Harsh Beauty

For centuries, Eunuchs have been an important part of Indian society. But the elevated role they once held has now faded. Today they live in isolated communities, working as prostitutes and beggars. A warm, poignant, revealing portrait.

Harsh Beauty For centuries, Eunuchs have been an important part of Indian society. But the elevated role they once held has now faded. Today they live in isolated communities, working as prostitutes and beggars. Life may be hard but inside the community, there's a real sense of warmth and camaraderie. 'Harsh Beauty' follows the lives of Jyothi, Usha and Hira Bai, three Eunuchs who struggle for acceptance in a culture splintered by religion, caste and politics. Filmed over four years and accompanied by a vibrant soundtrack, it's a warm and poignant look inside this usually hidden group.
In the slums of India, a group of pretty women play together. As one brushes her hair, a friend jumps on her back and starts tickling her. Playing up to the camera, she playfully squeezes her friend's breast and they collapse in giggles on the floor. At first sight, these pretty women seem like they have no cares in the world. It's only when you look closer you notice these women are rather large.

"I always knew there was something different about me. At home they were ashamed of my behaviour. They said I had to stop acting like a girl," confides Jyothi. Like the other Eunuchs in the community, she knew from an early age she had a special calling. But it was only by running away from home at 14 and joining a Eunuch community she became accepted for who she was.

A year after she moved to Mumbai and began her apprenticeship under a guru, Jyothi was offered the operation. "The operation is the most important thing in our lives," she explains. "A guru performs it with no medicine. We are made to stand naked in a room while the elders talk to us. As we look upon our deity, the guru chops off our male organ." A month later, a party is held to mark their entrance into the Eunuch community. "Eunuchs come from all over to celebrate."

The spiritual role Eunuch's once held in Indian society has now faded. Today, Jyothi and Usha work in a harem. "I earn my living as a prostitute. I enjoy it," Usha states. With her long dark hair, huge eyes and graceful movements she has many admirers. "I made a lot of money but I couldn't keep it. I have a guru and my guru has a guru ... The money moves through many hands."

But as Jyothi and Usha open up to the camera, you catch a glimpse of their loneliness. "It's hard to watch couples laughing and having fun with each other. That's when I wonder why am I like this," states Usha. "Once we lose our beauty, men leave us and marry a woman who can have children." Cut off from the rest of society, Eunuchs have formed their own family.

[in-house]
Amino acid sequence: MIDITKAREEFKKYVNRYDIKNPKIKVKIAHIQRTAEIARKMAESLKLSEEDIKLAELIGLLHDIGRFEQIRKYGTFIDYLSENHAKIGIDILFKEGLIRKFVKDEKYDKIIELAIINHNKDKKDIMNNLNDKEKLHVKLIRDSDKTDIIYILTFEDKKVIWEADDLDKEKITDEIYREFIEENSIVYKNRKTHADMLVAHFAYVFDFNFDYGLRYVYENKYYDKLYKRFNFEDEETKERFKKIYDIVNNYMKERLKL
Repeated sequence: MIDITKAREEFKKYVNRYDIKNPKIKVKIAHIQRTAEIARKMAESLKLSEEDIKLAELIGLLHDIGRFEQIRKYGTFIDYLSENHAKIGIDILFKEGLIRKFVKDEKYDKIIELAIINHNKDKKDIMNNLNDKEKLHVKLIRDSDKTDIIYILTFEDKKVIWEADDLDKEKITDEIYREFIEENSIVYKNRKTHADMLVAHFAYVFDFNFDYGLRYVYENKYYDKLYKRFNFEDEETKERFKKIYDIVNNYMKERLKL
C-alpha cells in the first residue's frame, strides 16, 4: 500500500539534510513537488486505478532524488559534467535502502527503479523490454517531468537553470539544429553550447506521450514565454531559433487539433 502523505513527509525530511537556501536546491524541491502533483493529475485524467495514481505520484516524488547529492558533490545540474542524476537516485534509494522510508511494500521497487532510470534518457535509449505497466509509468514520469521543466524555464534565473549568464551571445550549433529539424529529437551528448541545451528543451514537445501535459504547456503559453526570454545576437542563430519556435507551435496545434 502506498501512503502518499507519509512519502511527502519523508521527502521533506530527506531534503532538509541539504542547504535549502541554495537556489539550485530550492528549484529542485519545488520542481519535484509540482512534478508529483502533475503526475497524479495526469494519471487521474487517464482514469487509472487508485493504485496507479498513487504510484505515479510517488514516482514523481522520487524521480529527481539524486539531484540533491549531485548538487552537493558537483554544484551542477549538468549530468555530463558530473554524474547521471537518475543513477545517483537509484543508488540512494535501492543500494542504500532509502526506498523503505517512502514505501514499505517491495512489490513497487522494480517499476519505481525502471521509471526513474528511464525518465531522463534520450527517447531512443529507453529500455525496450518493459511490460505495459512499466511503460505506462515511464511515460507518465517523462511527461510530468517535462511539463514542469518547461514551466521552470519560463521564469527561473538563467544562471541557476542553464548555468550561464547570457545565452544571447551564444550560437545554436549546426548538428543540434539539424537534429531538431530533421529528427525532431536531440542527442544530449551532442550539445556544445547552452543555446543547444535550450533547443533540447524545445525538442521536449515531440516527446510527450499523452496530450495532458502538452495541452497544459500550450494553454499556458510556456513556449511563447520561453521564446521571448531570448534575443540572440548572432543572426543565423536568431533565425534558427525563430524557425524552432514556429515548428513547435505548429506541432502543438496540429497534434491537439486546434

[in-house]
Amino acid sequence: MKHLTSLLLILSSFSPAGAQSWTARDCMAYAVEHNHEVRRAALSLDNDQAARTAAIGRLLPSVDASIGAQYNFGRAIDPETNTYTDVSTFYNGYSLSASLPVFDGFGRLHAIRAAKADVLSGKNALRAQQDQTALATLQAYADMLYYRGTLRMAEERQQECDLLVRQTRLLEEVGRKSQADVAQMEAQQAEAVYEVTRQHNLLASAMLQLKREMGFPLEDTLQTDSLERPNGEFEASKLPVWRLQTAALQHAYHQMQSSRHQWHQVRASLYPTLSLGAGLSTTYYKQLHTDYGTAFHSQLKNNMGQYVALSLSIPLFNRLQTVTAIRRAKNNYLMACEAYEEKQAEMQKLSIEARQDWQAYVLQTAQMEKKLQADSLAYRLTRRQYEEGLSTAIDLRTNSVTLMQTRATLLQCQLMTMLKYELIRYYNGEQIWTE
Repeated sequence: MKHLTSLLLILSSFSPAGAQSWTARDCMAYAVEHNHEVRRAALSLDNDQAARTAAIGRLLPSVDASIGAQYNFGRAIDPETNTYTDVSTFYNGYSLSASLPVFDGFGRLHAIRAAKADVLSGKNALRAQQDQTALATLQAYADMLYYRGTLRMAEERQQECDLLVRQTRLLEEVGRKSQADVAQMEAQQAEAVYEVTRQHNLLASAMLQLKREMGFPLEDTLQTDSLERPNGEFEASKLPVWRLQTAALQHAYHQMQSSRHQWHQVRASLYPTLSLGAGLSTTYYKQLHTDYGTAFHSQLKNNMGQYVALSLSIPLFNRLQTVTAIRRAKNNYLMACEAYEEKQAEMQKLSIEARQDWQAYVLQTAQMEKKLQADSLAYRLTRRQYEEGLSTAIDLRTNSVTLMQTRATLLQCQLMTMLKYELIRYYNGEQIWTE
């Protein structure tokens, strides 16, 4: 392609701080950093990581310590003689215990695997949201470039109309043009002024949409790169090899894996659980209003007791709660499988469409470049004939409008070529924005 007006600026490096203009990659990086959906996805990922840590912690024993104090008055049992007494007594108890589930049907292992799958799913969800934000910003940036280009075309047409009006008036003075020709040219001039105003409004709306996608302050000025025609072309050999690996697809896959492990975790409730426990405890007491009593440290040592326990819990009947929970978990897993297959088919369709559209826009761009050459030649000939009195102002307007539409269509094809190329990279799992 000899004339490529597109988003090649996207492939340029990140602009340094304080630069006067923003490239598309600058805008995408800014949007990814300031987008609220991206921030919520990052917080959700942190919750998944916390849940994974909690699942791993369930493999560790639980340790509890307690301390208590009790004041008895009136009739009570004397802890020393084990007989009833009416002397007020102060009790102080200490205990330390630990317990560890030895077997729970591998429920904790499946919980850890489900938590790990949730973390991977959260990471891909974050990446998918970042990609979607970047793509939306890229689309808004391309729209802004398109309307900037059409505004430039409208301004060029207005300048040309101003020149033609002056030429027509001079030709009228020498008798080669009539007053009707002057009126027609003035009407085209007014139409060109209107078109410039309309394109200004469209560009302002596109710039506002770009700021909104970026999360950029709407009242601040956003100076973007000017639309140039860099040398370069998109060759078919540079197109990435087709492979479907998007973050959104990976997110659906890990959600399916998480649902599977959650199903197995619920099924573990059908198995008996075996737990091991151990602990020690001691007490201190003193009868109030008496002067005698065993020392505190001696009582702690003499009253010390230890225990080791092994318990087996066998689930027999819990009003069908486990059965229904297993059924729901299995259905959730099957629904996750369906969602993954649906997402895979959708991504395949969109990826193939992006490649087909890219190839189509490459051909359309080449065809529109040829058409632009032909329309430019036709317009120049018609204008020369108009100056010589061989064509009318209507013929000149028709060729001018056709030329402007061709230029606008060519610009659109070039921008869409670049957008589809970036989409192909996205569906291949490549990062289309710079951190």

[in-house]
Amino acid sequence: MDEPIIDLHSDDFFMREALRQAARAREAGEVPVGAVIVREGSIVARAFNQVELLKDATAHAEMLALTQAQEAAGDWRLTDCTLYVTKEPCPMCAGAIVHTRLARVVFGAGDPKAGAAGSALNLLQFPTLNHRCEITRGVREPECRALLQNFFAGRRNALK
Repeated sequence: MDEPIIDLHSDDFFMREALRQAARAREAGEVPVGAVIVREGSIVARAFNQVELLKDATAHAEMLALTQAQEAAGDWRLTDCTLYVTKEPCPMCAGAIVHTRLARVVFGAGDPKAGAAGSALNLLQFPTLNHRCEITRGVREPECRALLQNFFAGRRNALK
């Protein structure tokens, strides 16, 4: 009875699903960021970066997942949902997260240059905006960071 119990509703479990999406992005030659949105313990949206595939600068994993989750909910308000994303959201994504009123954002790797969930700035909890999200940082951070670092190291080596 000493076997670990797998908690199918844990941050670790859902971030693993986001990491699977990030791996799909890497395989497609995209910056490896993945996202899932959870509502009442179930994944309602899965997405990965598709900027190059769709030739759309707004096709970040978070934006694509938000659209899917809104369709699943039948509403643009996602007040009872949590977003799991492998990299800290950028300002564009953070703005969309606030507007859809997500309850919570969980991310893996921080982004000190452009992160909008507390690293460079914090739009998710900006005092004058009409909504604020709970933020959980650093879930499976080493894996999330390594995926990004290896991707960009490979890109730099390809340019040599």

Traditionally, Eunuchs were revered for their spiritual powers and paid to give blessings. But as their reputation has faded, a schism has emerged in the community. Born hermaphrodites blame the behaviour of those who have had the operation for their loss of status. "They are lewd and offensive and involved in the sex trade. They've become Eunuchs to make money," states Hir Bai. "I am a Eunuch from birth. The false ones who get operated on are the other ones."

But Jyothi and Usha contend that they are the true Eunuchs. "We are the ones who have gone ahead and become female. The power of a Eunuch only emerges after the operation." While they perform blessings and work as prostitutes, Hir Bai has shunned the sex trade and entered politics. "I felt that we Eunuchs could do something for our country," she explains.

In the end, what unites all Eunuchs is a desire for acceptance and respect. As Usha explains: "We want to be treated with humanity. When you divide humans as male or female then where do we fit in?"

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Alessandra Zeka


The Producers

Alessandra Zeka is a filmmaker whose body of work reflects a diverse range of cultural explorations. Her films have explored subjects ranging from the body piercing phenomena of New York in the 90’s to the running of the bulls in Spain.
Miss Zeka has traveled extensively for her work as a documentary filmmaker. In 1998-99 she traveled to Albania, where she directed To Endure (Te dürosh), a documentary that portrays the struggles of three generations of women from Albania.

For Harsh Beauty Miss Zeka lived in India for a period of 18 months while researching and shooting. Born in Spain, she studied cinematography in Madrid and then moved to New York City, where she is based since 1989. Recently she has been working on other projects in Australia and China.

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